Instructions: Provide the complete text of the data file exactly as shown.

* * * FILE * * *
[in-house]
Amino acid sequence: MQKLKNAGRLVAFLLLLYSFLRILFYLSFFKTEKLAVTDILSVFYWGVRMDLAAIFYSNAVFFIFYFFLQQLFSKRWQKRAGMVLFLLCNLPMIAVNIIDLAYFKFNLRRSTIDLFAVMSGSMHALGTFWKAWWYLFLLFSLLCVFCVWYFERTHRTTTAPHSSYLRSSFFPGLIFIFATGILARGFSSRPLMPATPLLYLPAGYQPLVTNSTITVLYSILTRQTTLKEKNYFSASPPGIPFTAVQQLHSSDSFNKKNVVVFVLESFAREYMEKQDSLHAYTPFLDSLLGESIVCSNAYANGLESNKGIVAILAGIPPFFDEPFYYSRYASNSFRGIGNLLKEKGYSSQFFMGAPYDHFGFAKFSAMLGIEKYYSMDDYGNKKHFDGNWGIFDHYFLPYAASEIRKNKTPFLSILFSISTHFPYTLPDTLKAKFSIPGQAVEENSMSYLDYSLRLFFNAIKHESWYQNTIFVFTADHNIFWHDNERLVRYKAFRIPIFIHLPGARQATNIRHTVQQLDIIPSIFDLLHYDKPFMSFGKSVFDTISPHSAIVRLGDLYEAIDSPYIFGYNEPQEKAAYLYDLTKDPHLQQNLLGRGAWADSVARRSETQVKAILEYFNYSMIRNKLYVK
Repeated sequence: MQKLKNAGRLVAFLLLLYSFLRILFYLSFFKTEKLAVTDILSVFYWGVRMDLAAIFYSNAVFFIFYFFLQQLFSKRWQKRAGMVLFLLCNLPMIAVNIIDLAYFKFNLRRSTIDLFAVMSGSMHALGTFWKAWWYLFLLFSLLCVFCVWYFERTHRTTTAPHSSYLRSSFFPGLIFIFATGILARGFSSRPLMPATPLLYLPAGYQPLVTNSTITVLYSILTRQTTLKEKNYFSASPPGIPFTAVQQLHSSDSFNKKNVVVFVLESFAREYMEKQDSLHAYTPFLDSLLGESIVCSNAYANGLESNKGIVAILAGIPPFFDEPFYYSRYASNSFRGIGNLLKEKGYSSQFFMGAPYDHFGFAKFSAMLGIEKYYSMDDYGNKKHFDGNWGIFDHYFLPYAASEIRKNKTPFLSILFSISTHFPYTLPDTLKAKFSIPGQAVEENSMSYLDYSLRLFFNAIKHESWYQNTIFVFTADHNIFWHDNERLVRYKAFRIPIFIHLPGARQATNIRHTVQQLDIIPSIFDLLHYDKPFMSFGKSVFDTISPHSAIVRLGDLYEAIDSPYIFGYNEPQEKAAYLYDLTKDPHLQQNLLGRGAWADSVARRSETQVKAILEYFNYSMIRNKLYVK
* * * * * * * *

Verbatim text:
[in-house]
Amino acid sequence: MQKLKNAGRLVAFLLLLYSFLRILFYLSFFKTEKLAVTDILSVFYWGVRMDLAAIFYSNAVFFIFYFFLQQLFSKRWQKRAGMVLFLLCNLPMIAVNIIDLAYFKFNLRRSTIDLFAVMSGSMHALGTFWKAWWYLFLLFSLLCVFCVWYFERTHRTTTAPHSSYLRSSFFPGLIFIFATGILARGFSSRPLMPATPLLYLPAGYQPLVTNSTITVLYSILTRQTTLKEKNYFSASPPGIPFTAVQQLHSSDSFNKKNVVVFVLESFAREYMEKQDSLHAYTPFLDSLLGESIVCSNAYANGLESNKGIVAILAGIPPFFDEPFYYSRYASNSFRGIGNLLKEKGYSSQFFMGAPYDHFGFAKFSAMLGIEKYYSMDDYGNKKHFDGNWGIFDHYFLPYAASEIRKNKTPFLSILFSISTHFPYTLPDTLKAKFSIPGQAVEENSMSYLDYSLRLFFNAIKHESWYQNTIFVFTADHNIFWHDNERLVRYKAFRIPIFIHLPGARQATNIRHTVQQLDIIPSIFDLLHYDKPFMSFGKSVFDTISPHSAIVRLGDLYEAIDSPYIFGYNEPQEKAAYLYDLTKDPHLQQNLLGRGAWADSVARRSETQVKAILEYFNYSMIRNKLYVK
Repeated sequence: MQKLKNAGRLVAFLLLLYSFLRILFYLSFFKTEKLAVTDILSVFYWGVRMDLAAIFYSNAVFFIFYFFLQQLFSKRWQKRAGMVLFLLCNLPMIAVNIIDLAYFKFNLRRSTIDLFAVMSGSMHALGTFWKAWWYLFLLFSLLCVFCVWYFERTHRTTTAPHSSYLRSSFFPGLIFIFATGILARGFSSRPLMPATPLLYLPAGYQPLVTNSTITVLYSILTRQTTLKEKNYFSASPPGIPFTAVQQLHSSDSFNKKNVVVFVLESFAREYMEKQDSLHAYTPFLDSLLGESIVCSNAYANGLESNKGIVAILAGIPPFFDEPFYYSRYASNSFRGIGNLLKEKGYSSQFFMGAPYDHFGFAKFSAMLGIEKYYSMDDYGNKKHFDGNWGIFDHYFLPYAASEIRKNKTPFLSILFSISTHFPYTLPDTLKAKFSIPGQAVEENSMSYLDYSLRLFFNAIKHESWYQNTIFVFTADHNIFWHDNERLVRYKAFRIPIFIHLPGARQATNIRHTVQQLDIIPSIFDLLHYDKPFMSFGKSVFDTISPHSAIVRLGDLYEAIDSPYIFGYNEPQEKAAYLYDLTKDPHLQQNLLGRGAWADSVARRSETQVKAILEYFNYSMIRNKLYVK